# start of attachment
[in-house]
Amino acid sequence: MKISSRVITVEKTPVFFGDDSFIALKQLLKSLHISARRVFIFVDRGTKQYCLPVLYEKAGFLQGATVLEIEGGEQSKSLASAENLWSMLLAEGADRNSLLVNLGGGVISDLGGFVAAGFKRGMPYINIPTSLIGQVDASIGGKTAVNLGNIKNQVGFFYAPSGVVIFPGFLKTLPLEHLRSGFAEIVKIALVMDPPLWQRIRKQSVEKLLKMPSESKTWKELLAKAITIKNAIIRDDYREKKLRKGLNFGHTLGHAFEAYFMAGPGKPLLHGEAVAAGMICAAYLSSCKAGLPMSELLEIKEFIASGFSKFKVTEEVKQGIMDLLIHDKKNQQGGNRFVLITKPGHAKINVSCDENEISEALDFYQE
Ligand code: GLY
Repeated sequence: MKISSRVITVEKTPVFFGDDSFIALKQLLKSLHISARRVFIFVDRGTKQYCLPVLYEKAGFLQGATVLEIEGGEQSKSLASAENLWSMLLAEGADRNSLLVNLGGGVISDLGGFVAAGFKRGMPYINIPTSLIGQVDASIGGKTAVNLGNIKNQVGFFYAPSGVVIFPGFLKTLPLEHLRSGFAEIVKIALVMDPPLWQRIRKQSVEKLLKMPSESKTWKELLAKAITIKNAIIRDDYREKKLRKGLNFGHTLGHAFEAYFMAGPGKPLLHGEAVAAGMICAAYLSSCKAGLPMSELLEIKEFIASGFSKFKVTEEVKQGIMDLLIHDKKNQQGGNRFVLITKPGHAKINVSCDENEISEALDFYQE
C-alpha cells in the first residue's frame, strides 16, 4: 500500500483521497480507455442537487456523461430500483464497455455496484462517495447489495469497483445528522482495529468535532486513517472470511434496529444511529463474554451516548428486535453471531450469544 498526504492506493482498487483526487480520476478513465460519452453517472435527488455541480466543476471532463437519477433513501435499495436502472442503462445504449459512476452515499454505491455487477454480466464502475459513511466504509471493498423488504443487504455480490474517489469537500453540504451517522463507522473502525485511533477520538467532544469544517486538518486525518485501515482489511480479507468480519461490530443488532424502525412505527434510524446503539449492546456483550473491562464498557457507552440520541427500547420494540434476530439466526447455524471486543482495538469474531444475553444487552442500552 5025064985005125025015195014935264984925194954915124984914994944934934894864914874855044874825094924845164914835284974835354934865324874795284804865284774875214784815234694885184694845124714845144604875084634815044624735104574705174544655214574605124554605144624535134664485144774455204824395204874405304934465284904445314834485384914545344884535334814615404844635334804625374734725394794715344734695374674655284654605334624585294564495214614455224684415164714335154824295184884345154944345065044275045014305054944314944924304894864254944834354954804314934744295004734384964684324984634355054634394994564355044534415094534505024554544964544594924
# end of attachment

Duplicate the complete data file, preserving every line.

[in-house]
Amino acid sequence: MKISSRVITVEKTPVFFGDDSFIALKQLLKSLHISARRVFIFVDRGTKQYCLPVLYEKAGFLQGATVLEIEGGEQSKSLASAENLWSMLLAEGADRNSLLVNLGGGVISDLGGFVAAGFKRGMPYINIPTSLIGQVDASIGGKTAVNLGNIKNQVGFFYAPSGVVIFPGFLKTLPLEHLRSGFAEIVKIALVMDPPLWQRIRKQSVEKLLKMPSESKTWKELLAKAITIKNAIIRDDYREKKLRKGLNFGHTLGHAFEAYFMAGPGKPLLHGEAVAAGMICAAYLSSCKAGLPMSELLEIKEFIASGFSKFKVTEEVKQGIMDLLIHDKKNQQGGNRFVLITKPGHAKINVSCDENEISEALDFYQE
Ligand code: GLY
Repeated sequence: MKISSRVITVEKTPVFFGDDSFIALKQLLKSLHISARRVFIFVDRGTKQYCLPVLYEKAGFLQGATVLEIEGGEQSKSLASAENLWSMLLAEGADRNSLLVNLGGGVISDLGGFVAAGFKRGMPYINIPTSLIGQVDASIGGKTAVNLGNIKNQVGFFYAPSGVVIFPGFLKTLPLEHLRSGFAEIVKIALVMDPPLWQRIRKQSVEKLLKMPSESKTWKELLAKAITIKNAIIRDDYREKKLRKGLNFGHTLGHAFEAYFMAGPGKPLLHGEAVAAGMICAAYLSSCKAGLPMSELLEIKEFIASGFSKFKVTEEVKQGIMDLLIHDKKNQQGGNRFVLITKPGHAKINVSCDENEISEALDFYQE
C-alpha cells in the first residue's frame, strides 16, 4: 500500500483521497480507455442537487456523461430500483464497455455496484462517495447489495469497483445528522482495529468535532486513517472470511434496529444511529463474554451516548428486535453471531450469544 498526504492506493482498487483526487480520476478513465460519452453517472435527488455541480466543476471532463437519477433513501435499495436502472442503462445504449459512476452515499454505491455487477454480466464502475459513511466504509471493498423488504443487504455480490474517489469537500453540504451517522463507522473502525485511533477520538467532544469544517486538518486525518485501515482489511480479507468480519461490530443488532424502525412505527434510524446503539449492546456483550473491562464498557457507552440520541427500547420494540434476530439466526447455524471486543482495538469474531444475553444487552442500552 5025064985005125025015195014935264984925194954915124984914994944934934894864914874855044874825094924845164914835284974835354934865324874795284804865284774875214784815234694885184694845124714845144604875084634815044624735104574705174544655214574605124554605144624535134664485144774455204824395204874405304934465284904445314834485384914545344884535334814615404844635334804625374734725394794715344734695374674655284654605334624585294564495214614455224684415164714335154824295184884345154944345065044275045014305054944314944924304894864254944834354954804314934744295004734384964684324984634355054634394994564355044534415094534505024554544964544594924